By Marie Lasater
The guest speaker at the regular monthly meeting of the Texas County Republicans was our State Representative for the District 142, Robert Ross.
Taking a moment to discuss the resignation of Governor Greitens, and moving forward with Mike Parson at the helm, Ross stated, ”There were things I agreed with (regarding Greitens), and things I disagreed with. I feel very confident about the direction Mike Parson is going to take our State. The new Governor will be great for rural Missouri and agriculture. At the end, Greitens had not one friend in the Senate – not the case with Parson.”
He continues, saying, “This past session was the most successful legislation session I’ve seen in my six years, with 2,800 bills filed. The House and Senate passed 142 bills, with Greitens signing 77 of those just before he left office.”
Ross reviewed a few recent bills in the legislative hopper, beginning with the ELD mandate, an Obama era regulation that essentially aids large trucking companies to force the smaller companies out of business by requiring electronic driving logs. Large companies already have these logs, but they are cost-prohibitive for the smaller companies. HR 5213 was filed by Ross to get rid of the original resolution and was passed on April 3, 2018.
Another bill sponsored by Ross is reauthorization of the Secure Rural Schools Act, HR5214, which supplements funding for schools in communities with Federal Lands. Tax-exempt federal lands greatly reduce state and local property taxes that support local school districts, impacting those in our area.
As an active member of the budget committee, Ross has consistently fought to prevent any tax money going to Planned Parenthood for abortions. A previous bill introduced by Kurt Shafer in the Senate and Ross in the House required forms to be sent out to the various entities certifying that they ware not performing abortions, but Planned Parenthood apparently set up separate corporations in the same building to deny that they were the ones performing the procedure. Missouri lawmakers this year wrote the state budget blocking funding from going to “any abortion facility” and “any affiliate or associate thereof.” This language was added by floor vote in the House and remains in the final budget. Ross is confident it will get passed.
Another bill on the table involves Worker’s Compensation premiums for volunteer firefighters. In order to fund this compensation, one million dollars added into the budget last year, but was withheld by Greitens due to projected diminished state revenues. Ross feels sure Governor Parson will fund the effort this year.
Ross also discussed the amount of taxpayer dollars being expended on behalf of the Missouri Department of Conservation, including a $70,000 per year advertisement at Busch Stadium.
“Why would a state agency have to tell you what a great state agency they are with our tax dollars?” questioned Ross.
They are currently spending about two million dollars annually, and Ross is seeking prohibitions placed on that spending in the budget.
The decision earlier this year to defund all but $1 per year for sobriety checkpoints was mentioned. Led by Republican Budget Committee Chairman Scott Fitzpatrick, the chamber voted for the second year in a row to strip all but $1 from the state funding of checkpoints, meaning the cost will essentially be borne by money the Missouri Department of Transportation (MoDOT) receives for drunk driving prevention efforts that is earmarked for “saturation patrols;” money they receive from the federal government through The National Highway Safety Act. A saturation patrol is a law enforcement tactic in which a large number of officers are concentrated into a small geographic area to spot crime, as opposed to “having checkpoints on both sides,” possibly a violation of Civil Rights.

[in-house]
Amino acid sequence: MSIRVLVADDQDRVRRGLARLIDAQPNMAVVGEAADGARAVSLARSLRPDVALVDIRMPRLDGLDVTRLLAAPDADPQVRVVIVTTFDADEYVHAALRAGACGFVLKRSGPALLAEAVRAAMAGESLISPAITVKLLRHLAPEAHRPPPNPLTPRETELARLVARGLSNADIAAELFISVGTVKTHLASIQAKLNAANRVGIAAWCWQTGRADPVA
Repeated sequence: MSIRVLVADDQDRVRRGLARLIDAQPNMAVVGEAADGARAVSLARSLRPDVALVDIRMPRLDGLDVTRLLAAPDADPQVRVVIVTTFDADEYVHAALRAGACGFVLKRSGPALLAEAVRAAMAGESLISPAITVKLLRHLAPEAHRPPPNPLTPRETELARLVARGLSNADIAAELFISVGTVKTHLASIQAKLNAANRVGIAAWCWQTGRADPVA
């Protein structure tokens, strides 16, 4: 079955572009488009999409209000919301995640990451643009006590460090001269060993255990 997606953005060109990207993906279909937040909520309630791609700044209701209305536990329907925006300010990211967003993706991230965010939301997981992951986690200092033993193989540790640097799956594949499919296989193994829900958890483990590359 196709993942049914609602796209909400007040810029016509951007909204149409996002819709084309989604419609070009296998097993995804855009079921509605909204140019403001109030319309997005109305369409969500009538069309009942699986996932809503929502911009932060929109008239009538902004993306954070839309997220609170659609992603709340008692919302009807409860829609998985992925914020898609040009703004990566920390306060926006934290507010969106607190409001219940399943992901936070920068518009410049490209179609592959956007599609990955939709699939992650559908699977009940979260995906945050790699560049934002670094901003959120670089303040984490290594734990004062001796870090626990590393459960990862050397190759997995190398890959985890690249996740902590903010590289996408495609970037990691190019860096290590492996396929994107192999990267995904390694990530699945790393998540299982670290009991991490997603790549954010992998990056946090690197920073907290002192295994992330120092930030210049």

As the Chair of the Professional Regulations committee, Ross feels that sometimes these regulations are not related to safety and health concerns, but can be used to drive others out of business. A classic example was the previously required $15,000 worth of education to be a licensed to braid hair in Missouri. “We can’t regulate an occupation that isn’t currently regulated, and if needed, starting with the least restrictive (is indicated),” stated Ross.
One overly restrictive law in Missouri was modified, reducing the penalty for boating with no life jacket from a Class D misdemeanor to an infraction. Also, during the past few months, over 400 unnecessary board appointments from over 200 state boards have been eliminated. Many of these seats have remained unfilled for a period of time. Ross also discussed getting rid of the state merit system, which “killed morale, and made it hard to get rid of bad employees.”
Regarding the prevailing wage bill, that Ross supports, but says, “It’s not as good as it should have been,” has been limited to projects of $75,000 and under. According to Ross, prevailing wage statutes make local wages artificially higher, with “Fort Leonard Wood rates higher than St. Louis or Kansas City.” In regard to Right-To-Work, Ross stated “I voted for it every time, and will do so on the August ballot.”
Questions were posed to Ross regarding the legality of the appointment of a Lt. Governor (Mike Kehoe). According to Ross, the statutes on the issue are unclear or conflicted, and a previously proposed special election requirement was vetoed in the past by then Governor Jay Nixon. Parson “is on pretty solid footing making that appointment,” declared Ross.
When queried regarding the current fence around our State Capitol, Ross had this to say, “We have a magnificent State Capitol. Best in the nation. It is fenced off now for two years as improvements are being made, including cutting stone from the original quarry for renovations.”